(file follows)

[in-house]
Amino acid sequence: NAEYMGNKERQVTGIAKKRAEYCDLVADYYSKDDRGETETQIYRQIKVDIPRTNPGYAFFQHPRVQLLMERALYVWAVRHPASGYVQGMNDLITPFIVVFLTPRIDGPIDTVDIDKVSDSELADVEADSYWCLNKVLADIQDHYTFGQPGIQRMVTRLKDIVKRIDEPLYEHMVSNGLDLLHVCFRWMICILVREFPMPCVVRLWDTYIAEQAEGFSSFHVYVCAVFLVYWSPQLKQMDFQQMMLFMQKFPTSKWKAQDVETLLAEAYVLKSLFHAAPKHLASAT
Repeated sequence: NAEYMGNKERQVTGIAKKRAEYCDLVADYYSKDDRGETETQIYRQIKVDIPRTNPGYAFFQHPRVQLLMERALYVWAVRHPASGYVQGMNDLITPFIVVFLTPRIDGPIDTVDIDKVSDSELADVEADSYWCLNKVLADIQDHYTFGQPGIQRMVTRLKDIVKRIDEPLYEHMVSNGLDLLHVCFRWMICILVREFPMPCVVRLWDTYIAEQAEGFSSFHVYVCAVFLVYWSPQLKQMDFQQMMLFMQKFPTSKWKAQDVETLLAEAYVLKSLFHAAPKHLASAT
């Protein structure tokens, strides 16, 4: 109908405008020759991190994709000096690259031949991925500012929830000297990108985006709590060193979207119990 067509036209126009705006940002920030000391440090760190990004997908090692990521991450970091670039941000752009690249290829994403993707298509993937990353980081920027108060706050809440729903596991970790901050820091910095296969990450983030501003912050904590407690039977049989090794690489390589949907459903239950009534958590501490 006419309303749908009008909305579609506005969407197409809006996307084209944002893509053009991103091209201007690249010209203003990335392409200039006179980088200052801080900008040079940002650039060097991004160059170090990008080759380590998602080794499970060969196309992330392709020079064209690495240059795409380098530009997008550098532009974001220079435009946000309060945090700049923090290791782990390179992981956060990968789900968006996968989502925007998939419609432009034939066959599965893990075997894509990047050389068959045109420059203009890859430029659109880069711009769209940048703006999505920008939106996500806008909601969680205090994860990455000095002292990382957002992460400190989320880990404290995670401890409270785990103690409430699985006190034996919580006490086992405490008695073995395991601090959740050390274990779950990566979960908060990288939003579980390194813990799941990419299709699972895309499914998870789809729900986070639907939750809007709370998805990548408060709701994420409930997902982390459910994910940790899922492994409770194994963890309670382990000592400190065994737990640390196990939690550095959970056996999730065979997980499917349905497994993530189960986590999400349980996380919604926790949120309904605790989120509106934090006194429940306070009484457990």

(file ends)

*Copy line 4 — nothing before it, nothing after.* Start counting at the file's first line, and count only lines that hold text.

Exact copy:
């Protein structure tokens, strides 16, 4: 109908405008020759991190994709000096690259031949991925500012929830000297990108985006709590060193979207119990 067509036209126009705006940002920030000391440090760190990004997908090692990521991450970091670039941000752009690249290829994403993707298509993937990353980081920027108060706050809440729903596991970790901050820091910095296969990450983030501003912050904590407690039977049989090794690489390589949907459903239950009534958590501490 006419309303749908009008909305579609506005969407197409809006996307084209944002893509053009991103091209201007690249010209203003990335392409200039006179980088200052801080900008040079940002650039060097991004160059170090990008080759380590998602080794499970060969196309992330392709020079064209690495240059795409380098530009997008550098532009974001220079435009946000309060945090700049923090290791782990390179992981956060990968789900968006996968989502925007998939419609432009034939066959599965893990075997894509990047050389068959045109420059203009890859430029659109880069711009769209940048703006999505920008939106996500806008909601969680205090994860990455000095002292990382957002992460400190989320880990404290995670401890409270785990103690409430699985006190034996919580006490086992405490008695073995395991601090959740050390274990779950990566979960908060990288939003579980390194813990799941990419299709699972895309499914998870789809729900986070639907939750809007709370998805990548408060709701994420409930997902982390459910994910940790899922492994409770194994963890309670382990000592400190065994737990640390196990939690550095959970056996999730065979997980499917349905497994993530189960986590999400349980996380919604926790949120309904605790989120509106934090006194429940306070009484457990």